The Threat of Urban Flooding in Chicago
Michael Hawthorne and Morgan Greene report on flooding in Chicago that leaves residents with basements full of water, sewage, and, in some cases, sewer flies. The city’s aging sewer infrastructure cannot handle any sort of rainwater deluge, and the results of the urban flooding have been substantial, write Hawthorne and Greene:
Flood losses in the city and suburbs cost taxpayers $1.8 billion in subsidized grants, loans and insurance payments between 2004 and 2014, according to a report released last month by the National Academy of Sciences. Only hurricane-ravaged areas of coastal Louisiana, New York and Texas received more federal flood aid during the decade.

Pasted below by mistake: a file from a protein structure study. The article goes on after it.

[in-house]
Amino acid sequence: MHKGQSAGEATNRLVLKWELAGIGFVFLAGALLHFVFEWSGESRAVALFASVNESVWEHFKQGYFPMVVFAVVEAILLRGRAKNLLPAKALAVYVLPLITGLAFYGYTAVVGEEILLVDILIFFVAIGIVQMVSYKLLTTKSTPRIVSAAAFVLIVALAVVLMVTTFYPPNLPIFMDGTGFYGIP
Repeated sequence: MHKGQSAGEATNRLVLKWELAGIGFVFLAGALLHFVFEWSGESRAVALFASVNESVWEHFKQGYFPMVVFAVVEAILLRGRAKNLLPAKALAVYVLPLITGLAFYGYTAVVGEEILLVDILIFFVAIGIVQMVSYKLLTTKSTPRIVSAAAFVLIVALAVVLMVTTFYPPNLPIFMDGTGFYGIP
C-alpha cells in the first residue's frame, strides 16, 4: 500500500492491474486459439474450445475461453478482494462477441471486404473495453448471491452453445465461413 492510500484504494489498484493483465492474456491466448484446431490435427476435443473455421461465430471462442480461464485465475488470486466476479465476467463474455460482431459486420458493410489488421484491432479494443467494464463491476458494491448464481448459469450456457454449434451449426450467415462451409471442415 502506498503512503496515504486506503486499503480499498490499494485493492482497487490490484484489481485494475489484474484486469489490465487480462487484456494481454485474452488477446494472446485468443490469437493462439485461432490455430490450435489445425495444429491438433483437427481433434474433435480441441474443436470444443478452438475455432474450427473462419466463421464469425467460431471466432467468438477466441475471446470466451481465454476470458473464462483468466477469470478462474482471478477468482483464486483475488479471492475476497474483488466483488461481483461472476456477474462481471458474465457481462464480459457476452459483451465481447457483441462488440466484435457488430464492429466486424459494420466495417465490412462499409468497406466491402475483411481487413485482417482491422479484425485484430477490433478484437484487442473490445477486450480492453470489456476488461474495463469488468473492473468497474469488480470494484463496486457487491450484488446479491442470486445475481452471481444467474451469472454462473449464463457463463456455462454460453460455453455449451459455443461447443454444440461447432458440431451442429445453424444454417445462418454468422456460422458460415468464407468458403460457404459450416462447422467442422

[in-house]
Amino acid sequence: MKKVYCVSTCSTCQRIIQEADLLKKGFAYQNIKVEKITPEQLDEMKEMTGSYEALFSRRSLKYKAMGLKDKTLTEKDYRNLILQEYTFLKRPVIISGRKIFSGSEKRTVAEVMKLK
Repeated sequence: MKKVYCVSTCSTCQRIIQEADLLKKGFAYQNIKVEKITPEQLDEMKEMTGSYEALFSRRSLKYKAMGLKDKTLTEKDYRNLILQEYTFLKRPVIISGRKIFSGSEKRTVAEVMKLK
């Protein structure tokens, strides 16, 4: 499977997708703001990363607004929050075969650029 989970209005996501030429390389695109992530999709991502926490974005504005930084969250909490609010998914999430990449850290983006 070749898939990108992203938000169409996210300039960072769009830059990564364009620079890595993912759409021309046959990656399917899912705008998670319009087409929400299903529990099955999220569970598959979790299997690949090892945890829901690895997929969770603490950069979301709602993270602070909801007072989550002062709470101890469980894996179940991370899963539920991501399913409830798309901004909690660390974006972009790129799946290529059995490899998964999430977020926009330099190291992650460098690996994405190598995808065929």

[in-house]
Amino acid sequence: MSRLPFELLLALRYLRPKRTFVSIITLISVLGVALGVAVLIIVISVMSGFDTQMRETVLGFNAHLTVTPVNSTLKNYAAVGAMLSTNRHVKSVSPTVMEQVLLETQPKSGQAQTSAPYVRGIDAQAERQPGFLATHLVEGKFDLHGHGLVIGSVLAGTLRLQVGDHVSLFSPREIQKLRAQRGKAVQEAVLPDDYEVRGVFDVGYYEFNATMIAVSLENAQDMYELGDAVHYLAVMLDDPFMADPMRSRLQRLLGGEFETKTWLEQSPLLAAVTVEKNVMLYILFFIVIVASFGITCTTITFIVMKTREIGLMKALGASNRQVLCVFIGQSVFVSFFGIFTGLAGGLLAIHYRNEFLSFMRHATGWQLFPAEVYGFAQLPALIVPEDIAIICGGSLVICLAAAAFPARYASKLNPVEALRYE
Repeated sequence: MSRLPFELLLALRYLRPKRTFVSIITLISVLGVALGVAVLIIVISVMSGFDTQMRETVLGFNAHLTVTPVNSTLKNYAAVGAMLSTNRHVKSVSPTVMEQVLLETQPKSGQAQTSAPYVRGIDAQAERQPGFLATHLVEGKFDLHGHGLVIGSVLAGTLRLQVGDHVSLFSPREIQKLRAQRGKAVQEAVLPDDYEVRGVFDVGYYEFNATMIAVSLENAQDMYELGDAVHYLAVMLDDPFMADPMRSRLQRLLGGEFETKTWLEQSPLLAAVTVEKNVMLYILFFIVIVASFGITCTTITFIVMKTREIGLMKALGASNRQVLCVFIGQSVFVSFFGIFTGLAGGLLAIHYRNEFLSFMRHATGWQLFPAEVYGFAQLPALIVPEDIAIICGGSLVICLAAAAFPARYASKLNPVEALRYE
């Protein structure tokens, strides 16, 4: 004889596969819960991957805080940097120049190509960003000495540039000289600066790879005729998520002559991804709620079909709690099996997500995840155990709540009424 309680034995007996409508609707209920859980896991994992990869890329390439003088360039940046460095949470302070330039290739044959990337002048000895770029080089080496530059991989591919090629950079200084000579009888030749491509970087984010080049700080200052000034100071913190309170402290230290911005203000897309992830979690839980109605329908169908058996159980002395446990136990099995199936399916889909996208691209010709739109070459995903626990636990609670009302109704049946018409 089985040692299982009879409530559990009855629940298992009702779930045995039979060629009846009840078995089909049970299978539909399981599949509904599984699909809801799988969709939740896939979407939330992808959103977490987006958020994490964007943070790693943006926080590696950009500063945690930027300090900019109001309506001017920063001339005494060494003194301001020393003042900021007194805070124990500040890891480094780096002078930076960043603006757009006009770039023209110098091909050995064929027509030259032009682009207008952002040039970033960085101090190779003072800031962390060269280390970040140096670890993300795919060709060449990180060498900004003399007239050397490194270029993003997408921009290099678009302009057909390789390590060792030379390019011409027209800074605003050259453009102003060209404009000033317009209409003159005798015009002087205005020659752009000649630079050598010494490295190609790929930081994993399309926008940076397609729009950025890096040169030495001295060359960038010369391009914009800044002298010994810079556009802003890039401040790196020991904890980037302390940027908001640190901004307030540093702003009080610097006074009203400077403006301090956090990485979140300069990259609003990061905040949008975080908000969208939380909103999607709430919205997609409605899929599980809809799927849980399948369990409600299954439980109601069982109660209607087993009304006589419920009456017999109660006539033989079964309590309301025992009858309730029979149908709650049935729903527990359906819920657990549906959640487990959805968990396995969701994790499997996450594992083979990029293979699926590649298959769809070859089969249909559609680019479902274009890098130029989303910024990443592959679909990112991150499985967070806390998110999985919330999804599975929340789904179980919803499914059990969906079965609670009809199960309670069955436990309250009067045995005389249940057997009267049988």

A number of Chicago neighborhoods are in low-lying areas that make them vulnerable to flooding. "To make matters worse, sewers in Chicago and older suburbs were designed to handle runoff as well as waste from homes and factories. When it rains, the combined sewers quickly fill up, forcing a noxious brew to flow back into basements and out of dozens of overflow pipes into local streams," say Hawthorne and Greene.
Community advocates say the city has been slow to respond, even as it has continued work on the Deep Tunnel, an underground tunnel system designed to handle the runoff that will not be completed until 2029. Some neighborhoods are being proactive and working with organizations like the Center for Neighborhood Technology on strategies to help better manage stormwater drainage.